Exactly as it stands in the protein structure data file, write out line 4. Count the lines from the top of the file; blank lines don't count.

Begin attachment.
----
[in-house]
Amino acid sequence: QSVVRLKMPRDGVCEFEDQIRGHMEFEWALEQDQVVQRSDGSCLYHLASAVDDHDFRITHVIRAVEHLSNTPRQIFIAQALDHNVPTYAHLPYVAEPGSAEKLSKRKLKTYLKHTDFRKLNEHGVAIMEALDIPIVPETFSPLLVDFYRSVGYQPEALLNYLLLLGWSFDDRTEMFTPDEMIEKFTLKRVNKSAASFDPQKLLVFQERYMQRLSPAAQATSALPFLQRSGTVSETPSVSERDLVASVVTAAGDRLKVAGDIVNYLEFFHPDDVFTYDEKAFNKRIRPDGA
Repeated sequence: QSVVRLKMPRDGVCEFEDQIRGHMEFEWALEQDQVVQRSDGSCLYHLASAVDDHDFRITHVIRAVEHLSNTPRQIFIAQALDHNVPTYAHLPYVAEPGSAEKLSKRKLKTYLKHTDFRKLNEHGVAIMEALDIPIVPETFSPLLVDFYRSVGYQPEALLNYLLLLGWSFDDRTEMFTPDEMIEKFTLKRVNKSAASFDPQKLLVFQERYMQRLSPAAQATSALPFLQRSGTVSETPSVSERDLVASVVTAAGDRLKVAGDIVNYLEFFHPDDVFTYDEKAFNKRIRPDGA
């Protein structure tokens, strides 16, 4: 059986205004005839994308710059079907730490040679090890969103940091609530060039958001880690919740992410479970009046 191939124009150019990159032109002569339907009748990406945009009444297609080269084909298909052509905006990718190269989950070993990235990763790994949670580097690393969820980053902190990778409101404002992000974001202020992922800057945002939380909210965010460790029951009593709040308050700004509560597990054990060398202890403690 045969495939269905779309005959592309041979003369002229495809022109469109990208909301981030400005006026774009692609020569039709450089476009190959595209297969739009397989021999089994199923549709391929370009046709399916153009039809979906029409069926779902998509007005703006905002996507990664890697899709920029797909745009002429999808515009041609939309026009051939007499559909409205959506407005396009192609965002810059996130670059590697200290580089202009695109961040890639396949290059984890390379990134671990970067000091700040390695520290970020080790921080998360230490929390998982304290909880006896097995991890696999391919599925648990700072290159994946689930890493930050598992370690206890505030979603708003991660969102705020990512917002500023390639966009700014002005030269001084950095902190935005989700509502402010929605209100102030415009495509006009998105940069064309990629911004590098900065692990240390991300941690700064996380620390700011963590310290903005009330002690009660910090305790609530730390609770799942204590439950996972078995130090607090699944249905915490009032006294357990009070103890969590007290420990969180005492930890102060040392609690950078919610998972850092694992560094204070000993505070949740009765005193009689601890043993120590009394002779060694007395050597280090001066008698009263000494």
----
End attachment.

């Protein structure tokens, strides 16, 4: 059986205004005839994308710059079907730490040679090890969103940091609530060039958001880690919740992410479970009046 191939124009150019990159032109002569339907009748990406945009009444297609080269084909298909052509905006990718190269989950070993990235990763790994949670580097690393969820980053902190990778409101404002992000974001202020992922800057945002939380909210965010460790029951009593709040308050700004509560597990054990060398202890403690 045969495939269905779309005959592309041979003369002229495809022109469109990208909301981030400005006026774009692609020569039709450089476009190959595209297969739009397989021999089994199923549709391929370009046709399916153009039809979906029409069926779902998509007005703006905002996507990664890697899709920029797909745009002429999808515009041609939309026009051939007499559909409205959506407005396009192609965002810059996130670059590697200290580089202009695109961040890639396949290059984890390379990134671990970067000091700040390695520290970020080790921080998360230490929390998982304290909880006896097995991890696999391919599925648990700072290159994946689930890493930050598992370690206890505030979603708003991660969102705020990512917002500023390639966009700014002005030269001084950095902190935005989700509502402010929605209100102030415009495509006009998105940069064309990629911004590098900065692990240390991300941690700064996380620390700011963590310290903005009330002690009660910090305790609530730390609770799942204590439950996972078995130090607090699944249905915490009032006294357990009070103890969590007290420990969180005492930890102060040392609690950078919610998972850092694992560094204070000993505070949740009765005193009689601890043993120590009394002779060694007395050597280090001066008698009263000494």